discussion notes 3-4

discussion notes 3-4 - Steve Jobs assuredly one of the...

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Week 1 Lead-in Discussion: Why do we work so hard? At the deepest point of the Great Depression, the eminent British Economist John Maynard Keynes wrote an optimistic paper on the “Economic Possibilities for Our Grandchildren.” (If you’d like to read the paper, follow a link from the main page of the course web site). Keynes noted the rapid advances in productivity during his lifetime—not even Keynes needed a stable boy to tend horses any more (although he did have a chauffeur for his Rolls Royce). Keynes predicted that in the way far off future, say by 1980, people would just need to work about four hours a week. Well, look at what’s happened! People seem to be working longer and longer hours. Indeed, the highest paid individuals seem to have the longest work weeks. For example, consider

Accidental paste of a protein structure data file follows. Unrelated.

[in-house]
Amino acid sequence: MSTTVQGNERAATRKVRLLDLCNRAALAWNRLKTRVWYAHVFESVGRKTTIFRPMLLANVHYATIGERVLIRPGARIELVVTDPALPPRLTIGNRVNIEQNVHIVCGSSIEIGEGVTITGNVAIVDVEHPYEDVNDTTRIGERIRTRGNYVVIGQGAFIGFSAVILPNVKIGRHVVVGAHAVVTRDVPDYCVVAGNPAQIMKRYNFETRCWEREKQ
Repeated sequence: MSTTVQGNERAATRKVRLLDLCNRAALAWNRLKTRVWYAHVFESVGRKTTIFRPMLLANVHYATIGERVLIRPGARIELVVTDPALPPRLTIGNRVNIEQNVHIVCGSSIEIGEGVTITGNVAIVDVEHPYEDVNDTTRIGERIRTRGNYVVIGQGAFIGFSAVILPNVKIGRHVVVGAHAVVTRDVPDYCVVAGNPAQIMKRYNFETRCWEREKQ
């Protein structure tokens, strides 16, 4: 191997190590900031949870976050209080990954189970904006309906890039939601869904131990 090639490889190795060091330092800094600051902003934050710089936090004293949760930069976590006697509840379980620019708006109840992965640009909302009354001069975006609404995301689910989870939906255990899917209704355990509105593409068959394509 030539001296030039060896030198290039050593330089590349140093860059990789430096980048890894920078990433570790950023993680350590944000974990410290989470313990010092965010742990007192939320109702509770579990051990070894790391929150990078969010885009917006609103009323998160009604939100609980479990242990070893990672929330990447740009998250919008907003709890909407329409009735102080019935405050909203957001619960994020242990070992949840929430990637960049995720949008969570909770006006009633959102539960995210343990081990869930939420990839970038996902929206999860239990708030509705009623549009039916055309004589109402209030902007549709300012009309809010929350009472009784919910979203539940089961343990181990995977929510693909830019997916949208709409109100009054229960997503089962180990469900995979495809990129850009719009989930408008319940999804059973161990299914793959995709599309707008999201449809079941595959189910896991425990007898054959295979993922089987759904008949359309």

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Unformatted text preview: Steve Jobs, assuredly one of the hardest working individuals on the planet. He has a net worth of about $5.7 billion. If Mr. Jobs safely invested his fortune he could rely on an income of $5.5 million. Oh, by the way, that’s more than five million a week not a year. Why don’t people just work a few hours a week, as Keynes predicted, and then go home? What did Keynes get wrong? • Assumed most people would want the same amount of output • Consumers have increased demand • Always something new • Global economy • Variance in wage • More competition • Increase in education/gender changes • Population increase growth (e.g. Baby Boomer) • Standard of living increase Paper • Confusion on how to account for items at home o Should account for cost: per usage basis...
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